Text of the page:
The city claims the new guidelines are unconstitutional.
While his city is spiraling out of control, Chicago Mayor Rahm Emanuel filed a lawsuit against the Department of Justice over threats to cut funding to sanctuary cities. The Chicago Tribune reported:
“Chicago will not let our police officers become political pawns in a debate,” Emanuel said. “Chicago will not let our residents have their fundamental rights isolated and violated. And Chicago will never relinquish our status as a welcoming city.”
Federal Grant Money
Attorney General Jeff Sessions has threatened to withhold federal funding from the Edward Byrne Justice Assistance Grant towards cities that consider them sanctuary cities for illegal immigrants. The program “is the leading source of federal funding to state and local jurisdictions.” The website states:
The JAG Program provides states, tribes, and local governments with critical funding necessary to support a range of program areas including law enforcement, prosecution, indigent defense, courts, crime prevention and education, corrections and community corrections, drug treatment and enforcement, planning, evaluation, technology improvement, and crime victim and witness initiatives and mental health programs and related law enforcement and corrections programs, including behavioral programs and crisis intervention teams.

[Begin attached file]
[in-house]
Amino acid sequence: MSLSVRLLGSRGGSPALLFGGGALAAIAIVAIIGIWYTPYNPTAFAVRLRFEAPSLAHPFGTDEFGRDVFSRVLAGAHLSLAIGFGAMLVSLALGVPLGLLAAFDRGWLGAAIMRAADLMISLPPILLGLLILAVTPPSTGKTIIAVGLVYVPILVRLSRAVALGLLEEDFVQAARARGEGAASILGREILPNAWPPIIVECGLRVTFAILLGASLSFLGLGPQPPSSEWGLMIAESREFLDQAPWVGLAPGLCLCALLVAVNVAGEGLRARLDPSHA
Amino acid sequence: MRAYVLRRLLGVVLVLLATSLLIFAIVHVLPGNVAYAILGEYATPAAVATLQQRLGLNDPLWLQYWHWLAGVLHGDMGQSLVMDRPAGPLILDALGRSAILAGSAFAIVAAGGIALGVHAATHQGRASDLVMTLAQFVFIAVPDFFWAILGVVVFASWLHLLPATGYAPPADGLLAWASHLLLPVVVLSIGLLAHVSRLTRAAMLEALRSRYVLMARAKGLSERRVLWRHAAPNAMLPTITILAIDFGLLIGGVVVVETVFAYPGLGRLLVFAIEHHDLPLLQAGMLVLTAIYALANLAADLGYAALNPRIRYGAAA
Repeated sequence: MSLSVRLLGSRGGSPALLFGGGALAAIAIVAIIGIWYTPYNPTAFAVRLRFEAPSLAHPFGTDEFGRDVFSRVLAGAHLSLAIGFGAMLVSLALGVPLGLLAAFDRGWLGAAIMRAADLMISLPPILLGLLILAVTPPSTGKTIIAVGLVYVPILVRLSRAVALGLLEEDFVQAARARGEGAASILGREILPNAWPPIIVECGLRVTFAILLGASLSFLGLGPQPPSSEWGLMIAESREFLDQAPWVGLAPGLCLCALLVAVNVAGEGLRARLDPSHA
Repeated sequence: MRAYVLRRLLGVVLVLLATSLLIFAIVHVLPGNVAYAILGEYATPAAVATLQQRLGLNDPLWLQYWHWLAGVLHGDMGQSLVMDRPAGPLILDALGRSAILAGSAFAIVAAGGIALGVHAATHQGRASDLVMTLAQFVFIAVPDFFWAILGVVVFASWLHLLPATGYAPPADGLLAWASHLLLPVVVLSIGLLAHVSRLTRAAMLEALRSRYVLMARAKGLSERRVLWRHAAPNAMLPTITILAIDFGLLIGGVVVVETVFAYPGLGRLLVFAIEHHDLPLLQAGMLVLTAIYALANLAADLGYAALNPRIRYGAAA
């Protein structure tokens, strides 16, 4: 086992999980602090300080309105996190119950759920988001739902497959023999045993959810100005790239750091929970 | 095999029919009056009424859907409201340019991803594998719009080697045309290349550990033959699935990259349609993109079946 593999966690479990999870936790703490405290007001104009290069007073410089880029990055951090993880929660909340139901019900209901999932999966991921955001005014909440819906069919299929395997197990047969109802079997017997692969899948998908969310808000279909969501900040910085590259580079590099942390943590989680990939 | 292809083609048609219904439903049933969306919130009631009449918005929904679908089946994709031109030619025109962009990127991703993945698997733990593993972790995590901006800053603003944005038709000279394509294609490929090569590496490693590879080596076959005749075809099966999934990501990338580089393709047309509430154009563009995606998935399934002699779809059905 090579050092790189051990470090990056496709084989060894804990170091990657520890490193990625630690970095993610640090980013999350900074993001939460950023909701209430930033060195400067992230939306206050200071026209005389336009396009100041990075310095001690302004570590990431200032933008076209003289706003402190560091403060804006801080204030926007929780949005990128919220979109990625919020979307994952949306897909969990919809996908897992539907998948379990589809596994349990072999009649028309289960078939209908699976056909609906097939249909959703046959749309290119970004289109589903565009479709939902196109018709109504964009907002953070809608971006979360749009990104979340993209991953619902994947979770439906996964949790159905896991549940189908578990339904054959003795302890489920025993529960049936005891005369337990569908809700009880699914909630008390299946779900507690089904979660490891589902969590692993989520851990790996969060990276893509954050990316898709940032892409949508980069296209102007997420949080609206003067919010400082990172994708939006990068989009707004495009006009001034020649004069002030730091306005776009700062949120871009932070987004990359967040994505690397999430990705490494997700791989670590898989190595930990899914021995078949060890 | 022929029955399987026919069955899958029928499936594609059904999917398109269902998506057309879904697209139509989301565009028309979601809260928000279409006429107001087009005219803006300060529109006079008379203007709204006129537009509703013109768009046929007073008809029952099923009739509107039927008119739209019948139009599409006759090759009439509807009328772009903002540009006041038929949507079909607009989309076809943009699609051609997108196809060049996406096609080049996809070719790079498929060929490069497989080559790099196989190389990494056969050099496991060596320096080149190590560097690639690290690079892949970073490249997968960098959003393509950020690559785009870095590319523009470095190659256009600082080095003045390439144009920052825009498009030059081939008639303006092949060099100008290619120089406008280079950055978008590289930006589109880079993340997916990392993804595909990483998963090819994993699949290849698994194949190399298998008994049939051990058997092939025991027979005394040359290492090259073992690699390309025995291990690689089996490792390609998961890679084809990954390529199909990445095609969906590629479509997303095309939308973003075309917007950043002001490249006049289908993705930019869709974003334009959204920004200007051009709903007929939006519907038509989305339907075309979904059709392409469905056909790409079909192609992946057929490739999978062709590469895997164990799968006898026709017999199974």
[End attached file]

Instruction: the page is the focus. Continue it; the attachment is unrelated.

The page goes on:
Sessions wants the cities to comply “with a federal law that bars restrictions on local police sharing immigration status information, providing unlimited police station access to federal officials searching for people in the country illegally and giving federal officials 48 hours’ notice of an arrested person’s release in cases of potential immigration violations.”
He stated in July that the sanctuary city policies “make all of us less safe because they intentionally undermine our laws and protect illegal aliens who have committed crimes.”
From The Chicago Sun-Times:
The 46-page filing asks a judge to stop the Justice Department from enforcing new grant guidelines, including one that would “give federal immigration officials unlimited access to local police stations and law enforcement facilities in order to interrogate any suspected non-citizen held there, effectively federalizing all of the City’s detention facilities.”
“These new conditions — which would give federal officials the power to enter city facilities and interrogate arrestees at will and would force the City to detain individuals longer than justified by probable cause, solely to permit federal officials to investigate their immigration status — are unauthorized and unconstitutional,” the city’s lawyers wrote.
During a press conference Monday morning, Chicago Corporation Counsel Ed Siskel told reporters “we are bringing this legal challenge because of the rhetoric – the threats — from this administration embodied in these new conditions.” He also said a motion for a preliminary injunction would follow.
Right now, Chicago “bars police from providing federal Immigration and Customs Enforcement [ICE] officials access to people in local custody unless they are wanted on a criminal warrant or have serious criminal convictions.” The city does not allow “ICE agents to sue police facilities for interviews or investigations and bars on-duty officers from responding to ICE questions or talking to ICE officials prior to a person’s release from custody.”
Chicago Corporation Counsel Ed Siskel stated that he doesn’t think that “Sessions has the authority to add the requirements to a grant program created by Congress or to force local police departments to carry out federal immigration functions.”
Emanuel attempted to justify the lawsuit on CNN this morning: